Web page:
Colorado Springs charter school likely to get second chance

October 23, 2013 Updated: October 24, 2013 at 8:19 am

Colorado Springs School District 11's Space, Technology and Arts (STAR) Academy is likely to be granted a reprieve.

In lieu of revoking the charter school's contract and closing it because it has not met conditions of a probationary period, D-11 likely will add another year to a two-year probationary contract for the struggling school. The current contract expires June 30.

D-11 Superintendent Nicholas Gledich told the board of education Wednesday that he agrees with the recommendations of an administrative team to extend the probationary contract to June 30, 2015, and set new academic performance provisions the school must meet.

"Last year, STAR's academic achievement in the state performance framework jumped several categories. It's approaching financial accountability and has done its due diligence in terms of its lease," Gledich said.

D-11's board of education will decide Nov. 13 whether to approve the recommendation of both the administrative team and the superintendent.

"They're trying. They're showing improvements," said Kris Odom, D-11's executive director for procurement and contracting. "How do you close a school that didn't meet the marks but that had a good jump?"

The goal of lengthening the probationary period is to "show sustainability," she added.

Principal Eddy Liddle told the board that the school is working hard on improving academic performance among elementary school students, one of the conditions that were not met under the current contract.

"Our middle school did very well on the state performance framework," he said, "and we're looking at their strategies and practices to incorporate in our elementary school."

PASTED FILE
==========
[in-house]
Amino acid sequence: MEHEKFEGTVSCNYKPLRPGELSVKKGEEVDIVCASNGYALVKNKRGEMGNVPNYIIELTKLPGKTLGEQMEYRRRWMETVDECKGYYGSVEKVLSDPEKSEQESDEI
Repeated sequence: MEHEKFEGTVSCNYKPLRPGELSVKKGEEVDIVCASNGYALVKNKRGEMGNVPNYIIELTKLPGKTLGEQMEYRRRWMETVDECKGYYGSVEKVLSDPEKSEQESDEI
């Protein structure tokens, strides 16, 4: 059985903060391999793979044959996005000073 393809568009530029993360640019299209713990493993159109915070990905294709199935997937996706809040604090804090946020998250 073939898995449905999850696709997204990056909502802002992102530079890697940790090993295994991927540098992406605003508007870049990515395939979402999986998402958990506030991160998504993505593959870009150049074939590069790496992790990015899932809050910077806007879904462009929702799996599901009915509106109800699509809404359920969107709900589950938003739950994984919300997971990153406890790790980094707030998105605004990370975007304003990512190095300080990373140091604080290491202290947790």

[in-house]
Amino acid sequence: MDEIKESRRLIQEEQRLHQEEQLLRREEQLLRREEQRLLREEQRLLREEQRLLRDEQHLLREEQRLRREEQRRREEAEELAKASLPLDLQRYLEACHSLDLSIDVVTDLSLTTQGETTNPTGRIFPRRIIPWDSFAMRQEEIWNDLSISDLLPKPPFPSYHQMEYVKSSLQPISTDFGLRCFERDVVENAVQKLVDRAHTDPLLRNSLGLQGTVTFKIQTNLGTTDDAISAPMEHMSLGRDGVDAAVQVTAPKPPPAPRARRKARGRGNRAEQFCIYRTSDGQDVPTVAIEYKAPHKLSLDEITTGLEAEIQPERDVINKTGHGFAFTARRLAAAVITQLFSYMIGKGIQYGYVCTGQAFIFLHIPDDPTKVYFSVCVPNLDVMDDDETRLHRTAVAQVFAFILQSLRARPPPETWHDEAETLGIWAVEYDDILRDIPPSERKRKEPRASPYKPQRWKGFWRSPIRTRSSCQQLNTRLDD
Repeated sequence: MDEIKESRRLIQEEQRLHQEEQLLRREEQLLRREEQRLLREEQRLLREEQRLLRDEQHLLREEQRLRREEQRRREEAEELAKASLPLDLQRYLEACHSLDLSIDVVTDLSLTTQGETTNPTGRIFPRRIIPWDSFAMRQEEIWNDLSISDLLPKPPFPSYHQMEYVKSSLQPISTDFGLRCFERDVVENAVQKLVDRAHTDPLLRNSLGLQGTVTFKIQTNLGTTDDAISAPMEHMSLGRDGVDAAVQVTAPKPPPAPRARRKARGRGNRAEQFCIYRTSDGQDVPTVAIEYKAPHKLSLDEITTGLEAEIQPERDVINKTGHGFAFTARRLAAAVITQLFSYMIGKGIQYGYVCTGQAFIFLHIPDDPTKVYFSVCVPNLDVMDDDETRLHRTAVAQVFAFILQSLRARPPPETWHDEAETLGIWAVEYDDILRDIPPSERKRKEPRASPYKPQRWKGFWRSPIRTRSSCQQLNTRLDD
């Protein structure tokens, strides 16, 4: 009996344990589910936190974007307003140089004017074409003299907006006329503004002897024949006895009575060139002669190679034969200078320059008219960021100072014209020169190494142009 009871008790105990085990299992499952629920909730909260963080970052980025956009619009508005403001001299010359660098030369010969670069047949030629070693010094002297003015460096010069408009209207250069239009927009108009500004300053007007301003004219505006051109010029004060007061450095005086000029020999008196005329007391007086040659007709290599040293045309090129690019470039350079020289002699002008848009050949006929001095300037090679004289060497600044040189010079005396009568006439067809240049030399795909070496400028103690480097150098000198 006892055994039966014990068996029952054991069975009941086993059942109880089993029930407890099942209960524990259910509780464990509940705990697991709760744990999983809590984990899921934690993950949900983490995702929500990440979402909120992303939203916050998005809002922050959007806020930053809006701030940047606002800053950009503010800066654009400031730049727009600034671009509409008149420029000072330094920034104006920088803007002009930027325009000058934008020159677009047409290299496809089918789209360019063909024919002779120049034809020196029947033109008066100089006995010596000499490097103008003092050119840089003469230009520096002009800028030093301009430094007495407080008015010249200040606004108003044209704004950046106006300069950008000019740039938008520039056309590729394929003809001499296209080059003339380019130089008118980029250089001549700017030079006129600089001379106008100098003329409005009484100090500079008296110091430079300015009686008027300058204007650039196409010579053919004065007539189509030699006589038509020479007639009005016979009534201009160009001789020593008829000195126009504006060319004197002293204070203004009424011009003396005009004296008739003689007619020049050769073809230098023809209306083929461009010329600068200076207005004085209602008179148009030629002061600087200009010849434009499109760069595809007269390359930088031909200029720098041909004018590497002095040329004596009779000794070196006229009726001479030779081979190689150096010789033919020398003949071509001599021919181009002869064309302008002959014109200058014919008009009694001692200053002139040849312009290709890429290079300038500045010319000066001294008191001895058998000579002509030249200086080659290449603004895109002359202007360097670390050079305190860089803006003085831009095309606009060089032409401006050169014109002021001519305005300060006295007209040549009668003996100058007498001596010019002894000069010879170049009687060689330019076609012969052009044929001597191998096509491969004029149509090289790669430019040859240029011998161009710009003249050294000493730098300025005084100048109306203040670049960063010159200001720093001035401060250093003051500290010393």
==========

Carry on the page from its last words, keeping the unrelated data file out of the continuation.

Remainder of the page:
STAR Academy opened in 2007 with 112 students and has grown to 449 students in kindergarten through eighth grade on two campuses. D-11 board member Al Loma, who is running for re-election next month, helped start the school.

In November 2011, the school requested its contract with D-11 be renewed for another five years. But the board opted only to extend the contract for a two-year probationary period, citing concerns over finances, a high teacher and principal turnover and low standardized test scores.

STAR Academy has not met three of the conditions of the probationary contract:

? -Academic progress for elementary students was down in math, reading and writing in 2012-2013.

? -The school failed to reduce its lease payments at the 2520 Airport Road location, which houses kindergarten through second grade.

? -STAR Academy started but did not complete a "common language" plan to ensure the community and students have a clear understanding of the instruction and focus.

While the elementary school fell below expectations in academic performance, the middle school has made strides in growth in math, reading and writing. The school also improved its financial standing by working with its management company, Mosaica, to reduce its debt, according to Odom.

To prevent closure, STAR Academy will need to continue improving academic performance and meet or exceed both state standards and the district's annual performance review.

If the board approves an extended probationary contract next month but the school does not meet the conditions during this school year, the district could close the school on June 30, 2015.

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